Parts of Texas' Air Permitting Program Not Up to Code, EPA Says
The U.S. Environmental Protection Agency on Aug. 31 disapproved aspects of the Texas Commission on Environmental Quality’s (TCEQ) clean-air permitting program that do not meet federal Clean Air Act requirements.
EPA sought public comment on its proposed disapproval of New Source Review (NSR) program which was published in the Federal Register in September 2009 and considered comments in reaching its final decision.
EPA has been working with the state and interested parties to better align the air permitting program with federal requirements and existing state programs, so that air permitting in the state will better protect air quality for all Texans. TCEQ continues to have the authority to issue permits under prior EPA approval of its 1992 NSR program.
The NSR program is one of the core elements of the federal Clean Air Act, and it is implemented in the state by TCEQ. The NSR program:
- requires the best type of pollution control technology and permits in order to emit air pollutants,
- looks at how reducing one form of air pollution can sometimes cause another form of pollution to increase, and
- provides the state, federal government, and the public the means to know what pollutants are being emitted.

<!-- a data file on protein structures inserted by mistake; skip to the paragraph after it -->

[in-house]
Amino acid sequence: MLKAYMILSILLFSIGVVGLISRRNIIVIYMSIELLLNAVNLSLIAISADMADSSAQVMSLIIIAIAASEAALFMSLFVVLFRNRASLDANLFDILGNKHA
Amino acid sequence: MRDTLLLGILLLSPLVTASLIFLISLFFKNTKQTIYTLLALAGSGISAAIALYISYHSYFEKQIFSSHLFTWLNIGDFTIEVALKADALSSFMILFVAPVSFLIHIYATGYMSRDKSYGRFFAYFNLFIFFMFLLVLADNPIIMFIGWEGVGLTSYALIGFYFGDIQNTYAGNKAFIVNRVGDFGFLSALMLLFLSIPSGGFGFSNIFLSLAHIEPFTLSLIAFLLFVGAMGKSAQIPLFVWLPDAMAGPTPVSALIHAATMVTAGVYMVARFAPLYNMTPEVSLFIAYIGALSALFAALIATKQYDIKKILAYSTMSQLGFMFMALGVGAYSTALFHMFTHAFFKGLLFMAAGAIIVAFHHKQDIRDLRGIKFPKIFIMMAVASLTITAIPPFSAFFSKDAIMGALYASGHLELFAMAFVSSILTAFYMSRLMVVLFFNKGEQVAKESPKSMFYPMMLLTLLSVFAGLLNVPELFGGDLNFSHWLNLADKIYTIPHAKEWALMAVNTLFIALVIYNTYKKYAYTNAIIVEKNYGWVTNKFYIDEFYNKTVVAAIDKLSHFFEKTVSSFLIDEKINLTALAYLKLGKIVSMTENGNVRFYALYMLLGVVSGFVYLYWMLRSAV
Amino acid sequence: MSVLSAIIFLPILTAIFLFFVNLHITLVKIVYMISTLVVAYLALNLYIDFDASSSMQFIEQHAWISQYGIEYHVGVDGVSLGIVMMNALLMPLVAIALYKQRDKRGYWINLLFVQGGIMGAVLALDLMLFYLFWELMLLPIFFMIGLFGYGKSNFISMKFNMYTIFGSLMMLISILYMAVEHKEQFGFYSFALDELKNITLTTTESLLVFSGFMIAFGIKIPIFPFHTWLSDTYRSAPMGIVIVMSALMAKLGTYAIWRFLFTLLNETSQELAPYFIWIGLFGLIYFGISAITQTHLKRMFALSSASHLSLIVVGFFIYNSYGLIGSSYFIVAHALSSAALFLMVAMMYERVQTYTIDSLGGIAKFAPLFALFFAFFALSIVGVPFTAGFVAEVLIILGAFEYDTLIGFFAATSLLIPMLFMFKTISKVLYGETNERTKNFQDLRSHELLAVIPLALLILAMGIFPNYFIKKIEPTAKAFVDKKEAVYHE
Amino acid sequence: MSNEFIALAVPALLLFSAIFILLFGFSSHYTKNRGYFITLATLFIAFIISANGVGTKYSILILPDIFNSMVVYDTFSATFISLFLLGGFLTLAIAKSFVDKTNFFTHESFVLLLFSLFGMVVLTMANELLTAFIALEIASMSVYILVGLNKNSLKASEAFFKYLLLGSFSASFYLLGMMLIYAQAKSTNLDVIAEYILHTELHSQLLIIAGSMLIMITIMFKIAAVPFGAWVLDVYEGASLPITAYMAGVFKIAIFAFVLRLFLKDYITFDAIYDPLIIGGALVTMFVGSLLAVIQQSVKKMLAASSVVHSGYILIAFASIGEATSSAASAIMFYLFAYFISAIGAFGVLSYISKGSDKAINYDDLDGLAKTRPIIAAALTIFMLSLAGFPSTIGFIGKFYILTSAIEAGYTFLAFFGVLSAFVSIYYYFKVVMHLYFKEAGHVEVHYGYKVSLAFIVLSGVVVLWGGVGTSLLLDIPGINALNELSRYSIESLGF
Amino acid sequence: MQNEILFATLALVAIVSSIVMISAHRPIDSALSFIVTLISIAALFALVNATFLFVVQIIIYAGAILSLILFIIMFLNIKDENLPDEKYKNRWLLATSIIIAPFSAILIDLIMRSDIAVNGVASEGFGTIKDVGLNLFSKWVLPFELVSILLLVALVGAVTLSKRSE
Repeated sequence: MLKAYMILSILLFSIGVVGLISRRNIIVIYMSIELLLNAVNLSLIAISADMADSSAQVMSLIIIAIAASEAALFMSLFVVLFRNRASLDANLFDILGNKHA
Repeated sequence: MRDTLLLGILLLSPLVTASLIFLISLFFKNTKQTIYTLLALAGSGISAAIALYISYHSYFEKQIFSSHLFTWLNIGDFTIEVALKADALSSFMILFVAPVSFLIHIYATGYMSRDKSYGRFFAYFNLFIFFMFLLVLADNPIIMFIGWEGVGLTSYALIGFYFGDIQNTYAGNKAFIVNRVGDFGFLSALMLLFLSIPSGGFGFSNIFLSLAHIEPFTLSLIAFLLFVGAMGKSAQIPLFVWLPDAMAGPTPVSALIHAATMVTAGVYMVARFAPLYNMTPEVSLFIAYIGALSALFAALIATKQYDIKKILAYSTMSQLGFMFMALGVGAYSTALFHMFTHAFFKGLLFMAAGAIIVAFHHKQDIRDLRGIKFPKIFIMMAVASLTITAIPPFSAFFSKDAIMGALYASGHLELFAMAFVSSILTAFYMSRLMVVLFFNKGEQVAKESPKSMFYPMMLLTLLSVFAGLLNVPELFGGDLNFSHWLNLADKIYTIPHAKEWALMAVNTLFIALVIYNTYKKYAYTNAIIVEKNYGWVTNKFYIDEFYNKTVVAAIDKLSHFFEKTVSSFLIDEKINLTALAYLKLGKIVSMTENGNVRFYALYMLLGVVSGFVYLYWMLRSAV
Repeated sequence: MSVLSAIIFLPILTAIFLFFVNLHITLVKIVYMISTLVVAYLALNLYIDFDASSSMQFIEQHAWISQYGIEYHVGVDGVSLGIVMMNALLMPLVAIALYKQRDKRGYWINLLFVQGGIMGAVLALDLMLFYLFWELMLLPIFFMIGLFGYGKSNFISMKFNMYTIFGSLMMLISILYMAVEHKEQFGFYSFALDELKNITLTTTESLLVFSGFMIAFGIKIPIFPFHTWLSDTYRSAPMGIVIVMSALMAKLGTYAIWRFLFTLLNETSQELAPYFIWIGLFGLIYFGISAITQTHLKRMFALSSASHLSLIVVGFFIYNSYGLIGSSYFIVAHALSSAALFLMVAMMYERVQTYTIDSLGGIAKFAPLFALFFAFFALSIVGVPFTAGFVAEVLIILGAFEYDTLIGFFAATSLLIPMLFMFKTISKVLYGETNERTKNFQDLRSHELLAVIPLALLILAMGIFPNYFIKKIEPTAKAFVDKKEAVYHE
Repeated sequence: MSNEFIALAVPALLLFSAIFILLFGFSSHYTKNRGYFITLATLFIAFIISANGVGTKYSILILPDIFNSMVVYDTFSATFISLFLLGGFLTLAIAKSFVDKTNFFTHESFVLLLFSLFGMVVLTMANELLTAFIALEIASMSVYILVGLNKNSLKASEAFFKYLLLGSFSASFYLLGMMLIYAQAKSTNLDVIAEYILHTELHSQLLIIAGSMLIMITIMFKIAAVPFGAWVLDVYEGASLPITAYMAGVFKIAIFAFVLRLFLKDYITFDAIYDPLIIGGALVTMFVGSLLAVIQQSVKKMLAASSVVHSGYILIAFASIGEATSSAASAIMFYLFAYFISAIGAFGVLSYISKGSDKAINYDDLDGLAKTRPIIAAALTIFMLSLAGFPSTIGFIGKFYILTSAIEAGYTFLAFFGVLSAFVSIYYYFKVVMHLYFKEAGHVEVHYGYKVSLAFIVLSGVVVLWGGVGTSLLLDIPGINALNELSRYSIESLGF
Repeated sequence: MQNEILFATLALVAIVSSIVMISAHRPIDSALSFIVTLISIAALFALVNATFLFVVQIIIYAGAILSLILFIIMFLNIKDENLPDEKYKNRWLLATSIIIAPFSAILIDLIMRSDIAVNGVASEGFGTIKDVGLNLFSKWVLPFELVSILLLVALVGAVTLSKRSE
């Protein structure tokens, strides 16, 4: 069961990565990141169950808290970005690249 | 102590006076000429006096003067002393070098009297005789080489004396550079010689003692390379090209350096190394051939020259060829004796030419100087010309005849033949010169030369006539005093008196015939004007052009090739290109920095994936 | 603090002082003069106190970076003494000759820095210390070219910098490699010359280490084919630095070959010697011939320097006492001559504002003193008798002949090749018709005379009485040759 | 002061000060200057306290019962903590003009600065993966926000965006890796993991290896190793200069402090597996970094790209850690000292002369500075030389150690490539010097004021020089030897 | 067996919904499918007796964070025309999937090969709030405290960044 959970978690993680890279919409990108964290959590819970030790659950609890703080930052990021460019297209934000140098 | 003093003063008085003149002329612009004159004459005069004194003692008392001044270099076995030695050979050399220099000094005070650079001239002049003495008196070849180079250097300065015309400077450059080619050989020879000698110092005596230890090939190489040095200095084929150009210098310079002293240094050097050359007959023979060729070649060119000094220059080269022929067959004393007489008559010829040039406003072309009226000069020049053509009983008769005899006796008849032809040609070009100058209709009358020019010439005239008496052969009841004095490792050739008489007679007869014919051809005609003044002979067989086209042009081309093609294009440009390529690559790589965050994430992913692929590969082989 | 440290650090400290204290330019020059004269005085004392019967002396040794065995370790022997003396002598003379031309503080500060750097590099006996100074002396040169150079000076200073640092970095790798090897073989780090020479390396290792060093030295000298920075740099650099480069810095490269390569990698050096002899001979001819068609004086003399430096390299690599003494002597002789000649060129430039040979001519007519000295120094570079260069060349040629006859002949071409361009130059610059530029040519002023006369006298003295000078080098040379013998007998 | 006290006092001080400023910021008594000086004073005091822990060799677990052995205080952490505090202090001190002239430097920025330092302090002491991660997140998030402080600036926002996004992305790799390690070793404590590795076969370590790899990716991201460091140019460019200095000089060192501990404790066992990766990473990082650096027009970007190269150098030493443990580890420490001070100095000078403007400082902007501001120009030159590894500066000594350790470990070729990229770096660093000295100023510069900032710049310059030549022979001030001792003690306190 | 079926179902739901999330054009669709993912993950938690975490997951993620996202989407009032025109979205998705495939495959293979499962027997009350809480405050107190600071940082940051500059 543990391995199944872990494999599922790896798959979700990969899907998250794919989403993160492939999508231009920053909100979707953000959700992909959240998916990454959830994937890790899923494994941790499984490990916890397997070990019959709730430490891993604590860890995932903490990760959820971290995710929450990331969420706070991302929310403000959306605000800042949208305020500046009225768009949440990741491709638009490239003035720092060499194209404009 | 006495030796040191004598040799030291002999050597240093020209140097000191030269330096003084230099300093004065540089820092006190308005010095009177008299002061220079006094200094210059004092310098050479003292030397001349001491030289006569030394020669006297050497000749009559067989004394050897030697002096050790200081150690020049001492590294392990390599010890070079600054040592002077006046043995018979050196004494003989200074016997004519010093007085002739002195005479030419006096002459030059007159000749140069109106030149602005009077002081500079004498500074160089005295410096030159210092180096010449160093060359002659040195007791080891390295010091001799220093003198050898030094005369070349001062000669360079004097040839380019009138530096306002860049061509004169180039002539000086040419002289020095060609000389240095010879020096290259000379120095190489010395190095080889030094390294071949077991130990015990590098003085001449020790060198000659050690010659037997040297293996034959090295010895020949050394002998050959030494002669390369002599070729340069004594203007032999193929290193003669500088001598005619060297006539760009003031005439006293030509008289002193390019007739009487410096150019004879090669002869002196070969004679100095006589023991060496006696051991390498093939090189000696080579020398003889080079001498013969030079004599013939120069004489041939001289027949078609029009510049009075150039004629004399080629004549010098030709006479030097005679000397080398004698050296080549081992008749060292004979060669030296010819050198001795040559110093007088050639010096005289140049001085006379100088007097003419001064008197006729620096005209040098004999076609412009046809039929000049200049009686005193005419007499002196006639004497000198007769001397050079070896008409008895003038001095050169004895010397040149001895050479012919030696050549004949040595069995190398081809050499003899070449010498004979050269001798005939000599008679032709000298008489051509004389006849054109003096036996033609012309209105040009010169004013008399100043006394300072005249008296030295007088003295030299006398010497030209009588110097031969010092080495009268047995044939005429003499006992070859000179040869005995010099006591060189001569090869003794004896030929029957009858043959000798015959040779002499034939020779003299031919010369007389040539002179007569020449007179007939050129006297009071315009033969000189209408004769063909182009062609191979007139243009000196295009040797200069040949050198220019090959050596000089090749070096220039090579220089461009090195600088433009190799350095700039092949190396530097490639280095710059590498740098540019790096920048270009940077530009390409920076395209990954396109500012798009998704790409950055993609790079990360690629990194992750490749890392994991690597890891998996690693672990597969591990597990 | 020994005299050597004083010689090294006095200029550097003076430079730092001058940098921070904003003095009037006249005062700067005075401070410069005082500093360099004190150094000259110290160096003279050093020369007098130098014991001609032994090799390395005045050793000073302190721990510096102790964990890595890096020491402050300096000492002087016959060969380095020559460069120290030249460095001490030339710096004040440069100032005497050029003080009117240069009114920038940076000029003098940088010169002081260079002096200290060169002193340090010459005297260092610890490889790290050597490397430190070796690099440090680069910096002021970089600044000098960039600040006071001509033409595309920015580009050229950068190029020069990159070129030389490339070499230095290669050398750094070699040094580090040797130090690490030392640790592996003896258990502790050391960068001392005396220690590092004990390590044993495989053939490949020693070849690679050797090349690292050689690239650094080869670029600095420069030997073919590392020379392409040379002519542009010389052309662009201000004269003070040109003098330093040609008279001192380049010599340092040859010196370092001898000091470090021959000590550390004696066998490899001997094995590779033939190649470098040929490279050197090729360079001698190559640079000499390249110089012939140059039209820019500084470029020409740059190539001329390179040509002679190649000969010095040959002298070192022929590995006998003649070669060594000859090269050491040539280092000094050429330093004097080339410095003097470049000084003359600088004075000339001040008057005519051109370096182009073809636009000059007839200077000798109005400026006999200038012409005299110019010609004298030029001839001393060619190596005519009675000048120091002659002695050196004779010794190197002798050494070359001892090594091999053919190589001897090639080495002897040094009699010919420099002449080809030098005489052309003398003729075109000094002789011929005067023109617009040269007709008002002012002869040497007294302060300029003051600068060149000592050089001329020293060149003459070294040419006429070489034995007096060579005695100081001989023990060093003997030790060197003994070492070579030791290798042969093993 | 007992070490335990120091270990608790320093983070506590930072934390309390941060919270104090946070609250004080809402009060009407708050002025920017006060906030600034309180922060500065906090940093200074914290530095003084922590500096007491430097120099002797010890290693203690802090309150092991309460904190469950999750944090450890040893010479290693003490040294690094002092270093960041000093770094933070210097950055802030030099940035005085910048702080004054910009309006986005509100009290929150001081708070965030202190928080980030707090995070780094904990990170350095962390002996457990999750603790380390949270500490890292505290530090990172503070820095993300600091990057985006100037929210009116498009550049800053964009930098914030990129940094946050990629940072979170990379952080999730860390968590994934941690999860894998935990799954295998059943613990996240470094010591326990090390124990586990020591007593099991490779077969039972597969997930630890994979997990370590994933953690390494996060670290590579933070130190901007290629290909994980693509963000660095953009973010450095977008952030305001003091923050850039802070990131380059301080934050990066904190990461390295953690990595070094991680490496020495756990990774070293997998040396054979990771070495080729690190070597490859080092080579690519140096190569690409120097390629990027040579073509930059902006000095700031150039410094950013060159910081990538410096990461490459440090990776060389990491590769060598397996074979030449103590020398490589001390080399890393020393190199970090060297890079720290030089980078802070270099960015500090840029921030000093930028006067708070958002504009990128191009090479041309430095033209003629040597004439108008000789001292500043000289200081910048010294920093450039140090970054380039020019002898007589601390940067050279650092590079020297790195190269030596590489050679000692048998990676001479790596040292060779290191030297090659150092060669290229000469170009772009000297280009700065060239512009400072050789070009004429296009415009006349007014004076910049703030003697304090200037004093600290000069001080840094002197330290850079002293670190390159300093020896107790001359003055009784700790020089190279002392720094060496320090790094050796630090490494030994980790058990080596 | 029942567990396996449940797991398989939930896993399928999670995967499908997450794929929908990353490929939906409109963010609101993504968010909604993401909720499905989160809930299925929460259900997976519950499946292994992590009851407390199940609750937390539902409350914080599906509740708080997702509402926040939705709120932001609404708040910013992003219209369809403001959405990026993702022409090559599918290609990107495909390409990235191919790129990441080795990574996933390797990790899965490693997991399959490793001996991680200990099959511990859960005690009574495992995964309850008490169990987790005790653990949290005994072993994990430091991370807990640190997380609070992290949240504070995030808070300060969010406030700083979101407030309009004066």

Importantly, the NSR program requires that state-of-the art emission control technology is installed at new plants or existing plants that are undergoing a major modification.
EPA determined the revisions proposed by TCEQ’s New Source Review program did not meet federal Clean Air Act requirements. One example is the Pollution Control Project Standard Permit revision offered by TCEQ. The permit is designed to streamline permitting of changes within a plant but lacked adequate review of impacts on total air pollution levels should the changes be approved.
Since EPA approved Texas’ major clean-air permitting plan in 1992, the state has submitted over 30 regulatory changes to the EPA approved plan. Over the last several months, EPA has worked directly with refiners, utilities, and other businesses seeking to obtain state-issued permits that are consistent with federal requirements. EPA will continue this productive relationship with permit holders. In addition, the federal agency is continuing productive discussions with TCEQ about several elements of its air permitting program, and it is hopeful that those discussions will result in changes so that the state can operate a permitting program that conforms to legal requirements.
In July 2009, the EPA and the Business Coalition for Clean Air (BCCA) Appeal Group, the Texas Association of Business, and the Texas Oil and Gas Association reached an agreement regarding the timing of federal review of regulatory changes to Texas’ air permitting program.